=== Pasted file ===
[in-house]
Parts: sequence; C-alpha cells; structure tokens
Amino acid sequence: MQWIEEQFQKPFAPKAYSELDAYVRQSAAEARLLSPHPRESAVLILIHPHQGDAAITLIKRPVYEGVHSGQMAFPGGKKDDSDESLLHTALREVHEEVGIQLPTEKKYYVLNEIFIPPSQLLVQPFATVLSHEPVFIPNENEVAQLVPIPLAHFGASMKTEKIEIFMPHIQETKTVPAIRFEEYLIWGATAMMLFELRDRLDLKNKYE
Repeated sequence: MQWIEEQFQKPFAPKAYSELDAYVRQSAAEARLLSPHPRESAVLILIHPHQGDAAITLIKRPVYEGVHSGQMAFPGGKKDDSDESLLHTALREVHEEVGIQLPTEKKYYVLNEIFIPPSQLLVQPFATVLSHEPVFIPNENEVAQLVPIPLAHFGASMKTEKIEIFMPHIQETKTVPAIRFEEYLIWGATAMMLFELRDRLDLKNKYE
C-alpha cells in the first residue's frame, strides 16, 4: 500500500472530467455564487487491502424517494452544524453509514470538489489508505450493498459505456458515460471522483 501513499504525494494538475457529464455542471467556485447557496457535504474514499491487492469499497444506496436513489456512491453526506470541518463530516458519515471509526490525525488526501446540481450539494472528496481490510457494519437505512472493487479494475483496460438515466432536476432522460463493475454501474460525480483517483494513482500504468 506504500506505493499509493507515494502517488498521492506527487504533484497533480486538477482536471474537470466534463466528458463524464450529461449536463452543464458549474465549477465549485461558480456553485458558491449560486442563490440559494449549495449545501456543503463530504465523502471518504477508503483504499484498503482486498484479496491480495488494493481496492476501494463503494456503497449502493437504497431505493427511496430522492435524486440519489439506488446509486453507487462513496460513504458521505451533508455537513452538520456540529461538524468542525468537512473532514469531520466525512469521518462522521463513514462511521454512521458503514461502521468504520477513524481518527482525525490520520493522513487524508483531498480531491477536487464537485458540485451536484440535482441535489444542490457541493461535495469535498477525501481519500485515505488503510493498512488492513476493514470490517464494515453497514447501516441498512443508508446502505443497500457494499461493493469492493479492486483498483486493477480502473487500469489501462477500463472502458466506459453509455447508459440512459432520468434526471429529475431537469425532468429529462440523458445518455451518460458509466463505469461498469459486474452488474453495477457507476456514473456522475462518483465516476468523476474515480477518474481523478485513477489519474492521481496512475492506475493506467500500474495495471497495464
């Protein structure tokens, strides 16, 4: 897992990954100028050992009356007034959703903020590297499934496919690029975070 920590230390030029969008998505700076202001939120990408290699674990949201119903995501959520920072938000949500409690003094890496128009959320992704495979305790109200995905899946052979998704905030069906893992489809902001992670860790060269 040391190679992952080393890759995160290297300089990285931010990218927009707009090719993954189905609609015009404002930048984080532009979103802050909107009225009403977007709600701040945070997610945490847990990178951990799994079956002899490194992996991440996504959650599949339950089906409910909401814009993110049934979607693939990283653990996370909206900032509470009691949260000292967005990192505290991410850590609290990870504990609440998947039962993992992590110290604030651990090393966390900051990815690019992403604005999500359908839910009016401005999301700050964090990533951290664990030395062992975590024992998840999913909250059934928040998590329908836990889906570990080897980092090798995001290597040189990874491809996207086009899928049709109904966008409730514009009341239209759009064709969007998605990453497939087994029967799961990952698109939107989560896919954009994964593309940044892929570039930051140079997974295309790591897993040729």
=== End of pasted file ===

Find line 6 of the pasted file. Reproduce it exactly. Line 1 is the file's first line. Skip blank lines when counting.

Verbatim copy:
């Protein structure tokens, strides 16, 4: 897992990954100028050992009356007034959703903020590297499934496919690029975070 920590230390030029969008998505700076202001939120990408290699674990949201119903995501959520920072938000949500409690003094890496128009959320992704495979305790109200995905899946052979998704905030069906893992489809902001992670860790060269 040391190679992952080393890759995160290297300089990285931010990218927009707009090719993954189905609609015009404002930048984080532009979103802050909107009225009403977007709600701040945070997610945490847990990178951990799994079956002899490194992996991440996504959650599949339950089906409910909401814009993110049934979607693939990283653990996370909206900032509470009691949260000292967005990192505290991410850590609290990870504990609440998947039962993992992590110290604030651990090393966390900051990815690019992403604005999500359908839910009016401005999301700050964090990533951290664990030395062992975590024992998840999913909250059934928040998590329908836990889906570990080897980092090798995001290597040189990874491809996207086009899928049709109904966008409730514009009341239209759009064709969007998605990453497939087994029967799961990952698109939107989560896919954009994964593309940044892929570039930051140079997974295309790591897993040729």